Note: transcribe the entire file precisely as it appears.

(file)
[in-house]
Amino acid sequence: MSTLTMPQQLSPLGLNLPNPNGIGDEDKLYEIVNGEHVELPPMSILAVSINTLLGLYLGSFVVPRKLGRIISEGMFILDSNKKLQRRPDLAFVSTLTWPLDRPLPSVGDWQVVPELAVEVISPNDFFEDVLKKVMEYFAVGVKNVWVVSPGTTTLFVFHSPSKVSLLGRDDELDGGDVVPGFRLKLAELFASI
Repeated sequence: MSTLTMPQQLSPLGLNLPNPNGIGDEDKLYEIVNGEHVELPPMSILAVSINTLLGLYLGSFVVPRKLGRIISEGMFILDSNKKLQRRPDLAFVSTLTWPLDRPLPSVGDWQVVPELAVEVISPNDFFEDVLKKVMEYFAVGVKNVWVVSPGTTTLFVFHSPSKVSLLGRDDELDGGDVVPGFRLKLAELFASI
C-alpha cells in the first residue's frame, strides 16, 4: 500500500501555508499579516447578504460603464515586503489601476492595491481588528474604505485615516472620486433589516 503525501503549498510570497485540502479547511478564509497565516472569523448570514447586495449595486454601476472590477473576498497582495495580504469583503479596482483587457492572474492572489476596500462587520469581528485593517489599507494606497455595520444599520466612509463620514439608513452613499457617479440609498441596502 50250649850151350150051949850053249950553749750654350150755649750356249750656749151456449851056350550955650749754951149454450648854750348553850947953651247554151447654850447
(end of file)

[in-house]
Amino acid sequence: MSTLTMPQQLSPLGLNLPNPNGIGDEDKLYEIVNGEHVELPPMSILAVSINTLLGLYLGSFVVPRKLGRIISEGMFILDSNKKLQRRPDLAFVSTLTWPLDRPLPSVGDWQVVPELAVEVISPNDFFEDVLKKVMEYFAVGVKNVWVVSPGTTTLFVFHSPSKVSLLGRDDELDGGDVVPGFRLKLAELFASI
Repeated sequence: MSTLTMPQQLSPLGLNLPNPNGIGDEDKLYEIVNGEHVELPPMSILAVSINTLLGLYLGSFVVPRKLGRIISEGMFILDSNKKLQRRPDLAFVSTLTWPLDRPLPSVGDWQVVPELAVEVISPNDFFEDVLKKVMEYFAVGVKNVWVVSPGTTTLFVFHSPSKVSLLGRDDELDGGDVVPGFRLKLAELFASI
C-alpha cells in the first residue's frame, strides 16, 4: 500500500501555508499579516447578504460603464515586503489601476492595491481588528474604505485615516472620486433589516 503525501503549498510570497485540502479547511478564509497565516472569523448570514447586495449595486454601476472590477473576498497582495495580504469583503479596482483587457492572474492572489476596500462587520469581528485593517489599507494606497455595520444599520466612509463620514439608513452613499457617479440609498441596502 50250649850151350150051949850053249950553749750654350150755649750356249750656749151456449851056350550955650749754951149454450648854750348553850947953651247554151447654850447